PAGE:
Media stocks are among biggest losers in midday trading

Friday, July 31, 2015, Vol. 39, No. 31

NEW YORK (AP) — Big media companies led the stock market lower Thursday as investors fretted over fading revenue from cable television. Viacom and 21st Century Fox were among the hardest hit.

KEEPING SCORE: As of 12:03 p.m. Eastern time, the Standard & Poor's 500 index was down 21 points, or 1 percent, to 2,079. The Dow Jones industrial average lost 145 points, or 0.8 percent, to 17,394, and the Nasdaq composite lost 97 points, or 1.9 percent, to 5,043.

CORD-CUTTING: Walt Disney and other media giants sank following signs that more people are ditching cable TV. Viacom, the company behind Comedy Central and Nickelodeon, reported Thursday that its sales and profit fell in the most recent quarter. 21st Century Fox, which owns MTV, also reported that television revenue fell. Viacom's stock dropped 16 percent, and 21st Century Fox fell 11 percent.

CLOSER LOOK: "We're at the back end of earnings season and the broad market has been in a tight trading range," said Rob Eschweiler, a global investment specialist at J.P. Morgan Private Bank in Houston. "But under the surface, you're seeing some volatility among single stocks. You don't usually see media names move like this."

CREAMED: Keurig Green Mountain plunged 29 percent, the biggest drop in the S&P 500, after reporting falling sales of its packaged coffee and brewing products. The company said it plans to lay off 5 percent of its workforce in a bid to cut costs. Its stock dropped $21.76 to $53.22.

CRUDE: Benchmark U.S. crude sank 81 cents to $44.33 a barrel on the New York Mercantile Exchange. Brent crude, an international benchmark, fell 35 cents to $49.24 a barrel in London.

MEH: With the bulk of big companies already handing in results, analysts project that second-quarter earnings at big U.S. companies edged up 0.2 percent, according to S&P Capital IQ. Though meager, it's much better than the 4 percent drop analysts had forecast a month ago.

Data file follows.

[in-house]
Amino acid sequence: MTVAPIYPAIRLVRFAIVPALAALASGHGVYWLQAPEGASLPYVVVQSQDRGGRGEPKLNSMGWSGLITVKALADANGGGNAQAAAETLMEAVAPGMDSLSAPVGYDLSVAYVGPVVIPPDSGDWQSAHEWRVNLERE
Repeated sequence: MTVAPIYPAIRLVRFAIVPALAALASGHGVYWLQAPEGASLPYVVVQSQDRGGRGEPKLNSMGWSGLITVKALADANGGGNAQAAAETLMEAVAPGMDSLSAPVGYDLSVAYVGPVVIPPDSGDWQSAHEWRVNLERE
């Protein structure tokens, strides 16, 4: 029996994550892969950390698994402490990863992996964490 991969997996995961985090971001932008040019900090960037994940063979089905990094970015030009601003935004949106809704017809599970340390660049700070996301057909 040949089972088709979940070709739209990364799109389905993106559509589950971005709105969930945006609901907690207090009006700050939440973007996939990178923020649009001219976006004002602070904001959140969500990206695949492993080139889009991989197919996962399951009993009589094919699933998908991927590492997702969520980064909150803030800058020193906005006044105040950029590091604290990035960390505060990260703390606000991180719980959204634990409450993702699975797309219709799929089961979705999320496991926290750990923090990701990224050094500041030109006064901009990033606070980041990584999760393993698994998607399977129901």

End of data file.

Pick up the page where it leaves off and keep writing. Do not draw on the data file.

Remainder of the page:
EUROPE: Major markets in Europe ended with slight losses. Germany's DAX lost 0.4 percent, while France's CAC 40 and Britain's FTSE 100 slipped 0.1 percent.

LONDON CALLING: The British pound fell sharply after the Bank of England voted to keep its key interest rate at a record low. Only one out of eight people on its policy committee voted for an increase, suggesting that the bank may take longer to start raising rates than many expect. That's likely to weigh on the currency but help the stock market. The pound was down 0.7 percent against the dollar, at $1.5486.

JOBS: Investors are looking ahead to the Labor Department's monthly jobs report on Friday. Economists forecast the government report will show employers added 225,000 jobs, and the unemployment rate held at 5.3 percent for the second straight month. That level of job creation would buttress expectations that the Federal Reserve will lift its benchmark interest rate later this year.

ASIA'S DAY: Japan's benchmark Nikkei 225 inched up 0.2 percent while South Korea's Kospi lost 0.8 percent. Hong Kong's Hang Seng fell 0.6 percent and the Shanghai Composite fell 0.9 percent. Benchmarks in Taiwan, Indonesia, the Philippines and New Zealand also finished lower.

BONDS AND CURRENCIES: U.S. government bond prices rose, pushing the yield on the 10-year Treasury note down to 2.23 percent from 2.27 percent the day before. The dollar was trading at 124.77 yen, up from 124.44 yen Wednesday. The euro edged up to $1.0914 from $1.0903.